Occupational Injuries and Worker Capabilities.
NIOSH 1982 Feb:103-112
Ergonomics and systems safety techniques are reviewed. Many accidents traditionally labelled as resulting from unsafe acts may actually have occurred because the capabilities of the worker were exceeded. Accidents were said to be more likely to occur whenever a worker was given a job requiring him to adapt to changing requirements of the job. The example is given of back injuries resulting from improper lifting. Lift training programs are of little value when work space or incentives mitigate against workers employing proper technique. Rather than label improper lifting techniques as unsafe acts, it is preferable to consider them as a contributing factor in the determination of worker capabilities. Results of a study of nearly 1000 press injuries showed that unsafe acts were responsible for 53 percent and unsafe conditions were responsible for 17.6 percent. The cause was unknown in 29.3 percent of injuries. Regarding these injuries, ergonomic considerations would suggest that fatigue, overtime, psychological stress, stress induced by wage incentive programs, heat, chemicals and many other factors, as well as the sheer number of times a press operator must put his hands into a point of operation, may simply exceed the limits of human capability to avoid accidents. Research needs related to the limitations of workers in the performance of hazardous tasks are discussed.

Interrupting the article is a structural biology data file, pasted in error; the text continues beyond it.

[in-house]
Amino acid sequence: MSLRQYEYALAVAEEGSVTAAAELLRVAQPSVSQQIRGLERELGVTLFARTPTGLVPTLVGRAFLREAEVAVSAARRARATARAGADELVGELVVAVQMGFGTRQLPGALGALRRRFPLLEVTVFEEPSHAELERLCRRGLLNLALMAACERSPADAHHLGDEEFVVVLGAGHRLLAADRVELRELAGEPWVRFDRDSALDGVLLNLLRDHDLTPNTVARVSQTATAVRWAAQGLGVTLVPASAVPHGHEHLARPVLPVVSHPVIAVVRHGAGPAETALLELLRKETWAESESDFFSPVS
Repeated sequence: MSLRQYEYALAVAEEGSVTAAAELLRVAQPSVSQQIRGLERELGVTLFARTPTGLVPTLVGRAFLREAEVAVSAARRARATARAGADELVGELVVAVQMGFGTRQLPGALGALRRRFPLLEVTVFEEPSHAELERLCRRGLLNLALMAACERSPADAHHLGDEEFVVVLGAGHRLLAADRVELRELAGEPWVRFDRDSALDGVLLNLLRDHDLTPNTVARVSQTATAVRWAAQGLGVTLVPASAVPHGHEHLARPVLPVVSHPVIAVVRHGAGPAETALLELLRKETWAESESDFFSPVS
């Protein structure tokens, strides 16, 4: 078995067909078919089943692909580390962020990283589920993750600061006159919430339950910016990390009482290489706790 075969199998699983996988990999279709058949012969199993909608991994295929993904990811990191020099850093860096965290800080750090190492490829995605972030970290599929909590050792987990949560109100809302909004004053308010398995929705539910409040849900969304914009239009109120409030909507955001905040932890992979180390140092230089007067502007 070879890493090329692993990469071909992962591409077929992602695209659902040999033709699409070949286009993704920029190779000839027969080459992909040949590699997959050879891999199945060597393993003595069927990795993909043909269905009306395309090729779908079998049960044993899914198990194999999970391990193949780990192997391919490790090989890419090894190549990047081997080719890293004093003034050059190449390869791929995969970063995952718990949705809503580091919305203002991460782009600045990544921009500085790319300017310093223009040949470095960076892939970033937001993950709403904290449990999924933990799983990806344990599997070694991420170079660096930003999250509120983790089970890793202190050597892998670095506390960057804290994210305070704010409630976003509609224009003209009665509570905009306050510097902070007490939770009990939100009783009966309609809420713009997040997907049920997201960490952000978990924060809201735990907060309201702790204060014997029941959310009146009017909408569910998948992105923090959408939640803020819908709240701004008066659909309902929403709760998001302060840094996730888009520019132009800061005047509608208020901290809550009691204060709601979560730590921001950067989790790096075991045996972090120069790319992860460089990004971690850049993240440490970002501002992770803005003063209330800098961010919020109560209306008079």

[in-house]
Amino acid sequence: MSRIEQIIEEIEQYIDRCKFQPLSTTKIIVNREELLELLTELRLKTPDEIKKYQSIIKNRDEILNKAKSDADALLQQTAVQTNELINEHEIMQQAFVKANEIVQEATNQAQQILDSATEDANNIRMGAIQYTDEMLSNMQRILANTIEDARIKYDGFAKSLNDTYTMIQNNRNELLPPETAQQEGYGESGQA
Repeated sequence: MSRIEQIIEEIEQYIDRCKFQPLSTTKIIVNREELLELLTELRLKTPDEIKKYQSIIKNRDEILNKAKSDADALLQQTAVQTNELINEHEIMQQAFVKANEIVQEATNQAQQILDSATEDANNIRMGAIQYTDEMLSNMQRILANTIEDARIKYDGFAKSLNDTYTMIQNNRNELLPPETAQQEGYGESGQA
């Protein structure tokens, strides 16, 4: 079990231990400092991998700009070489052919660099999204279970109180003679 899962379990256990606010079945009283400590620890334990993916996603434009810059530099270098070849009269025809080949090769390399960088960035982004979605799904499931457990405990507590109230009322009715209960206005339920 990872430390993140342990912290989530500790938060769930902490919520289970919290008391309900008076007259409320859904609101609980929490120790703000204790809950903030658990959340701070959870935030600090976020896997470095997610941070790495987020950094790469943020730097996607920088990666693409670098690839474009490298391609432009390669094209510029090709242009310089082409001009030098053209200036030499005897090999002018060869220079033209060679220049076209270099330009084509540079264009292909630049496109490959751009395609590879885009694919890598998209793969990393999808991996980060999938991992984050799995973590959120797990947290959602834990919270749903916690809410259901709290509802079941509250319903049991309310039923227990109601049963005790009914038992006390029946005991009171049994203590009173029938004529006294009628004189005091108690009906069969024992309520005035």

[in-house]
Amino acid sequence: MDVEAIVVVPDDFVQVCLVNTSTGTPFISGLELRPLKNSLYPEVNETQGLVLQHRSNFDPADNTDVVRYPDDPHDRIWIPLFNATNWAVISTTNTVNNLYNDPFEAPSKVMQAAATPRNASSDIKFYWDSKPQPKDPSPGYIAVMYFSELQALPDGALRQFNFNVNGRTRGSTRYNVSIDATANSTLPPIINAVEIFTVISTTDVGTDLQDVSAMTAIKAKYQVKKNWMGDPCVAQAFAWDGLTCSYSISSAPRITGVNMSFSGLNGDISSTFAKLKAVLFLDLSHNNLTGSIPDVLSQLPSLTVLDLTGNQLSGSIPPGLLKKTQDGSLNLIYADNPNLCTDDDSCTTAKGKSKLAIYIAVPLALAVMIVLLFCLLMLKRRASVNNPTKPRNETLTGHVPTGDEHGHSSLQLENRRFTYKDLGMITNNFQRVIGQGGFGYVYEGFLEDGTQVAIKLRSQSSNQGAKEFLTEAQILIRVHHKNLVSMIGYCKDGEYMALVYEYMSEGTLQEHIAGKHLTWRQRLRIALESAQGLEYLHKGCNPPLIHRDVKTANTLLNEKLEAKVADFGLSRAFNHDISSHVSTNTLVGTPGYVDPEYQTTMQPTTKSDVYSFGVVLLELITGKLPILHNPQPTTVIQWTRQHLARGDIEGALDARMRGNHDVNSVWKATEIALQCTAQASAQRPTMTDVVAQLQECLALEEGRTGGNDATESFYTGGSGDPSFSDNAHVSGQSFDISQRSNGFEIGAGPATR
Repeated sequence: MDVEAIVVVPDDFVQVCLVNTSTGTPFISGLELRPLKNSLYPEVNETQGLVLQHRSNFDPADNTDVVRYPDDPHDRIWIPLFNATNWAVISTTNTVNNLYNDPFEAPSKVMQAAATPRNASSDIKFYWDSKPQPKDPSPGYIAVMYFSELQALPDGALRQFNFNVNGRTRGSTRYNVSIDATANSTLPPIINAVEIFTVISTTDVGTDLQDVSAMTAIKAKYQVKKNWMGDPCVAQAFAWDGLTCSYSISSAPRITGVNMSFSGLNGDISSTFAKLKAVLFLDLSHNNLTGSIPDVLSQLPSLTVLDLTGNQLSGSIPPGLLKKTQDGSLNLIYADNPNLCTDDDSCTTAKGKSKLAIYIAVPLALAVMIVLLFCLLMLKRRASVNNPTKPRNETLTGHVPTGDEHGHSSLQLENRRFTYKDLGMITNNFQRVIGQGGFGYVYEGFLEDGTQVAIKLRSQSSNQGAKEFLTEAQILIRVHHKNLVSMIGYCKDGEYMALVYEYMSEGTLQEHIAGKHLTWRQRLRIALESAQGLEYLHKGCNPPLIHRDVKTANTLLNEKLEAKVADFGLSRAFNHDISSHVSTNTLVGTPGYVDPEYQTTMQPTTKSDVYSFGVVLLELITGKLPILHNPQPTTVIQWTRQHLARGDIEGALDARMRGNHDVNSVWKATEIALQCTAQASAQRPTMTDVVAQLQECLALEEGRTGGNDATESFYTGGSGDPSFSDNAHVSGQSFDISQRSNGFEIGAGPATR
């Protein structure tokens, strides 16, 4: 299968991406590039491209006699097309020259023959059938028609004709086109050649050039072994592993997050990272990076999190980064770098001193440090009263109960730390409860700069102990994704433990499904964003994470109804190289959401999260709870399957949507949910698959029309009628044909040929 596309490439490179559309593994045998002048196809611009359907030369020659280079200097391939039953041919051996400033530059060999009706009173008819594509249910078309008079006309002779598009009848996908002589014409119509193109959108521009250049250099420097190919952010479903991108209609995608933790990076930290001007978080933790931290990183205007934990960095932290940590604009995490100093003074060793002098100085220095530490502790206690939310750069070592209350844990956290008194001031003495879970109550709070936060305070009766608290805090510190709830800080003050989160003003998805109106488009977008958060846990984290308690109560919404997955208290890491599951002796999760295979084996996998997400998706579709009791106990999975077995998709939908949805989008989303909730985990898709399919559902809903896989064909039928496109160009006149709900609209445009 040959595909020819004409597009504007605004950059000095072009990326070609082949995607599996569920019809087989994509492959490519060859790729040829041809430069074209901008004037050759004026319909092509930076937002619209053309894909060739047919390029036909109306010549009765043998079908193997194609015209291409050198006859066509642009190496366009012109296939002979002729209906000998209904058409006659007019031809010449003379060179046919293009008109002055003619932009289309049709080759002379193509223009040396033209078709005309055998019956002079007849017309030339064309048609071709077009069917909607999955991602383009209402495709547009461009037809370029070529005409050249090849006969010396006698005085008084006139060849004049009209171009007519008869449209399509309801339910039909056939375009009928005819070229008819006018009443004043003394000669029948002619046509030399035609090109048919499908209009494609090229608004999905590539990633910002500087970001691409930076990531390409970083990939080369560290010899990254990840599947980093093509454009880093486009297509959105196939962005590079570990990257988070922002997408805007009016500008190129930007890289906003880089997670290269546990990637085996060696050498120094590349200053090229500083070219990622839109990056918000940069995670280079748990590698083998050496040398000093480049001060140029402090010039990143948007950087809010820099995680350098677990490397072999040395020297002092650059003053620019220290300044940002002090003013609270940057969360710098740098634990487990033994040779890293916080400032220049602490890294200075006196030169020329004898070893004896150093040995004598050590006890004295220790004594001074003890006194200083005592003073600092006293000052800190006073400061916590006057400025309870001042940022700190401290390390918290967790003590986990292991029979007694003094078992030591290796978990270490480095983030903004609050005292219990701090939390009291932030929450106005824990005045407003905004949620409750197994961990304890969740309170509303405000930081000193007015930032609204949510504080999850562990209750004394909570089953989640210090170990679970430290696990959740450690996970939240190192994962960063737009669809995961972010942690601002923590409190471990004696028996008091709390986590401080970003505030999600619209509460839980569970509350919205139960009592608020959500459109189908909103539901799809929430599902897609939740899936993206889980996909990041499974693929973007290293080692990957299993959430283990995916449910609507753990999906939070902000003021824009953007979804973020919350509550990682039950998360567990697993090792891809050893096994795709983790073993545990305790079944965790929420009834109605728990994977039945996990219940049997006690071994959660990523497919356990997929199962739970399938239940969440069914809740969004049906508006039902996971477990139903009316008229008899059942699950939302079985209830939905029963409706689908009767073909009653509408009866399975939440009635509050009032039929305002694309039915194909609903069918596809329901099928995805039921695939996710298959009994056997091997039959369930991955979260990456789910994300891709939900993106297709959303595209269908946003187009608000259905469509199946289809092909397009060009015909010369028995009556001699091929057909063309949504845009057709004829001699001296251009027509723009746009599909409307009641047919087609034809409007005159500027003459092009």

Worker-health; Occupational-accidents; Machine-operators; Psychological-factors; Worker-motivation; Industrial-hazards; Task-performance; Human-factors-engineering
DHHS (NIOSH) Publication No. 82-103
Proceedings of the Symposium on Occupational Safety Research and Education, January, 1981, DHHS(NIOSH) Publication No. 82-103